Are you ready to roast your Thanksgiving turkey this week? I am not. I haven’t bought a turkey yet and thankfully my sister and brother-in-law are hosting us in their new oil boom town home in western North Dakota. I am only responsible for bringing a few side dishes, bread and a relish tray. I’ll share a recipe tonight as a part of what is usually my Wordless Wednesday linky. Instead today and tomorrow, through the weekend, it will be your favorite holiday recipes linky. I am going to award randomly 3 winners my new copies 3 different favorite cookbooks. More tonight!
As I was searching around for a few recipes while I flew home last night from my…drum roll…last business trip of the calendar year and came across turkey facts. I am so tired right now after fighting a cold/flu for the past week that I am thankful I am not hosting Thanksgiving this year. But I am thankful for antibiotics which are making me healthy again, family and friends, of course turkey, plenty of food for our family and for the farmers that grow it. You can share your FoodThanks this week on Twitter by sharing #FoodThanks or learn more details here.
|My best attempt at basting a Thanksgiving turkey came when I hosted my family a few years ago.|
With that I bring you my FoodThanks for Turkey and…Top 10 Turkey Facts.
• Approximately 46 million turkeys will be eaten at Thanksgiving. Another 22 million will be eaten at Christmas.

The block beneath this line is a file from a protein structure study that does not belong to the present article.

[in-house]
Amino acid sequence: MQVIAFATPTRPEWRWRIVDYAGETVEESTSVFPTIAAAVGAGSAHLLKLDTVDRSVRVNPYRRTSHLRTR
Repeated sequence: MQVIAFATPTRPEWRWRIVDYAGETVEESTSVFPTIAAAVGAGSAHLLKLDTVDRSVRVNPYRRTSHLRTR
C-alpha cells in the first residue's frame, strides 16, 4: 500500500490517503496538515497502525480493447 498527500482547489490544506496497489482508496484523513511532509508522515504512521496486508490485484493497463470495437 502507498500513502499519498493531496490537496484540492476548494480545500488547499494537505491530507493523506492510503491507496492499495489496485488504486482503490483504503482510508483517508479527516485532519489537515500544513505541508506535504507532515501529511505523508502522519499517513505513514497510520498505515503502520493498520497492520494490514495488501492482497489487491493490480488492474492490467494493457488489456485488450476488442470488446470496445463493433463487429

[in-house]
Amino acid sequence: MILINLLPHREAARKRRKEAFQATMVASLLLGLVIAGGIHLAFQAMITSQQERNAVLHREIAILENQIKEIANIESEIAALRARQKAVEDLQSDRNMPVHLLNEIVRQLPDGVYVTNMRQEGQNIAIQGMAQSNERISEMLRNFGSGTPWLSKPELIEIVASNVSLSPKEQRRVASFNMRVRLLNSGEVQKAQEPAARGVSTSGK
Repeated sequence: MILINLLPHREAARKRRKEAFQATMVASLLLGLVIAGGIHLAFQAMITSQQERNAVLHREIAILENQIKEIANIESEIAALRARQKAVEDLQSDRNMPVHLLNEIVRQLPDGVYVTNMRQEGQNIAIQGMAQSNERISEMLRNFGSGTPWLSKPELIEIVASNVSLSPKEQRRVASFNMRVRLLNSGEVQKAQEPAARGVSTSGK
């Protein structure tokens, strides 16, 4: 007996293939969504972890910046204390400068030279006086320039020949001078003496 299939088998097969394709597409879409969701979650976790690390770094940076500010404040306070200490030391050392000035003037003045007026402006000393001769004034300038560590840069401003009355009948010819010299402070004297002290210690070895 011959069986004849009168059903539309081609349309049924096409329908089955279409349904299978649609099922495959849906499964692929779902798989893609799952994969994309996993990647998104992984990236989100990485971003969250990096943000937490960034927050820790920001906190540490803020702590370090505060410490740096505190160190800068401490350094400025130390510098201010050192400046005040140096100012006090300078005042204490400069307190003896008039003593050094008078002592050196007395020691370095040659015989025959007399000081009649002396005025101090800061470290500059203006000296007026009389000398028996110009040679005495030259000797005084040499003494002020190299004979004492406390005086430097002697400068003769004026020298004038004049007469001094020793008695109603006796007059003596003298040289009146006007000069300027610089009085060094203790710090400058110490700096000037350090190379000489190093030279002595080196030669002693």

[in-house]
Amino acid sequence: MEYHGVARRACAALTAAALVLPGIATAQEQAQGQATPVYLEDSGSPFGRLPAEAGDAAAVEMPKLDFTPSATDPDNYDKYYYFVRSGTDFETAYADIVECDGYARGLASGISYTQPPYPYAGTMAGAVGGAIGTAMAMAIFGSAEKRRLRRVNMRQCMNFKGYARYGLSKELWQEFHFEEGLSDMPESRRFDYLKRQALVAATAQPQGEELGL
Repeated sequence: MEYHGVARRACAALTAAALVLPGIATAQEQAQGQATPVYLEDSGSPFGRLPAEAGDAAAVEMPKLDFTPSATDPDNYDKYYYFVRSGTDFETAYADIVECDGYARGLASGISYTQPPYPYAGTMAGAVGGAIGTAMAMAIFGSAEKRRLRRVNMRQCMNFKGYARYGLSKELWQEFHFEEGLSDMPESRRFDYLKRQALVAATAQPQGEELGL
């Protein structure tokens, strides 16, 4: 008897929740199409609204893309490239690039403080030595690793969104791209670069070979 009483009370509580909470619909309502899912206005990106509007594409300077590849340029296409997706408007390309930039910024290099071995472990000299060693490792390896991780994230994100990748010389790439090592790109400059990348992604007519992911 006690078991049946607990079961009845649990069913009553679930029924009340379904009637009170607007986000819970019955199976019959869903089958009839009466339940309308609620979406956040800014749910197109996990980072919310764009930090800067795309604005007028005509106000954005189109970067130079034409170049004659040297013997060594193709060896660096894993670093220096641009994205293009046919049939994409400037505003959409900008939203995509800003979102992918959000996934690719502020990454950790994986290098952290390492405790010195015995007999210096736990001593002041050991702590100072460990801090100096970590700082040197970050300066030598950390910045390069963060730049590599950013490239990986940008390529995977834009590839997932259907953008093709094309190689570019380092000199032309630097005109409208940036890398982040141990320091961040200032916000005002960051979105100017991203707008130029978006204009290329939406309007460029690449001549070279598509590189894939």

• When purchasing a whole turkey, plan to buy at least one pound of uncooked turkey per person. You’ll have enough for the feast and leftovers too!
• The average weight of a turkey purchased for Thanksgiving is 15 pounds.
• Turkey is healthier than any other protein source. A three-ounce serving of cooked skinless turkey has fewer calories from fat, zero saturated fat and eight percent more protein than chicken.
• Many people report drowsiness after eating Thanksgiving dinner. While turkey often receives the blame, studies suggest that carbohydrate-rich meals may cause sleepiness by increasing the number of tryptophans in the brain.
• Since 1947, the National Turkey Federation has presented the President of the United States with a live turkey and two dressed turkeys in celebration of Thanksgiving.
• The National Thanksgiving Turkey has been the Grand Marshall in the Thanksgiving Day Parade at both Disneyland Resort in California and Walt Disney World Resort in Florida for the past four years.
• President Abraham Lincoln proclaimed Thanksgiving a national holiday in 1863.
• Benjamin Franklin, who proposed the turkey as the official United States’ bird, was dismayed when the bald eagle was chosen over the turkey.
• Minnesota is the top turkey producing state, followed by North Carolina.
Are you hosting Thanksgiving? Roasting a turkey? Or going with a different menu? Share your favorite recipe on the linky party I have up tomorrow.